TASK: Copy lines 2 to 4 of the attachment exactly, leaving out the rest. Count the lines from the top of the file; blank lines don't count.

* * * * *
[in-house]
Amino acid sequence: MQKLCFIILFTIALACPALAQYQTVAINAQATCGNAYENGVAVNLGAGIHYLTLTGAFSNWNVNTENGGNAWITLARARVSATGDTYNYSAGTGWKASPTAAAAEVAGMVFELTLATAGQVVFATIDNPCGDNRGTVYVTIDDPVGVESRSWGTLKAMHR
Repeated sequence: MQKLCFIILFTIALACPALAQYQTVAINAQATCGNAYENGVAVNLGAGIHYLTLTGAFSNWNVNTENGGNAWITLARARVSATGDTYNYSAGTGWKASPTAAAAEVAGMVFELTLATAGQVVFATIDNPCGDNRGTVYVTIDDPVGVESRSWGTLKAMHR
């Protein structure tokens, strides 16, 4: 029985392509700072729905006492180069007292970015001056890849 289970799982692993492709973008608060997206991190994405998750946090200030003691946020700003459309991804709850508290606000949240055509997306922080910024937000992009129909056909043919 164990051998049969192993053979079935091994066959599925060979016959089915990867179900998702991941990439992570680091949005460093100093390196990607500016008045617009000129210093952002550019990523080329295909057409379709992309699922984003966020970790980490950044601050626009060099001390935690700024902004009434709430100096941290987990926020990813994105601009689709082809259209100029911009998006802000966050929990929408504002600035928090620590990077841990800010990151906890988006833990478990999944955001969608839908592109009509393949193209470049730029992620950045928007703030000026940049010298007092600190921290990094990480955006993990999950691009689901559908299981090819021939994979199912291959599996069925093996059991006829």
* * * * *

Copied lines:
Amino acid sequence: MQKLCFIILFTIALACPALAQYQTVAINAQATCGNAYENGVAVNLGAGIHYLTLTGAFSNWNVNTENGGNAWITLARARVSATGDTYNYSAGTGWKASPTAAAAEVAGMVFELTLATAGQVVFATIDNPCGDNRGTVYVTIDDPVGVESRSWGTLKAMHR
Repeated sequence: MQKLCFIILFTIALACPALAQYQTVAINAQATCGNAYENGVAVNLGAGIHYLTLTGAFSNWNVNTENGGNAWITLARARVSATGDTYNYSAGTGWKASPTAAAAEVAGMVFELTLATAGQVVFATIDNPCGDNRGTVYVTIDDPVGVESRSWGTLKAMHR
């Protein structure tokens, strides 16, 4: 029985392509700072729905006492180069007292970015001056890849 289970799982692993492709973008608060997206991190994405998750946090200030003691946020700003459309991804709850508290606000949240055509997306922080910024937000992009129909056909043919 164990051998049969192993053979079935091994066959599925060979016959089915990867179900998702991941990439992570680091949005460093100093390196990607500016008045617009000129210093952002550019990523080329295909057409379709992309699922984003966020970790980490950044601050626009060099001390935690700024902004009434709430100096941290987990926020990813994105601009689709082809259209100029911009998006802000966050929990929408504002600035928090620590990077841990800010990151906890988006833990478990999944955001969608839908592109009509393949193209470049730029992620950045928007703030000026940049010298007092600190921290990094990480955006993990999950691009689901559908299981090819021939994979199912291959599996069925093996059991006829």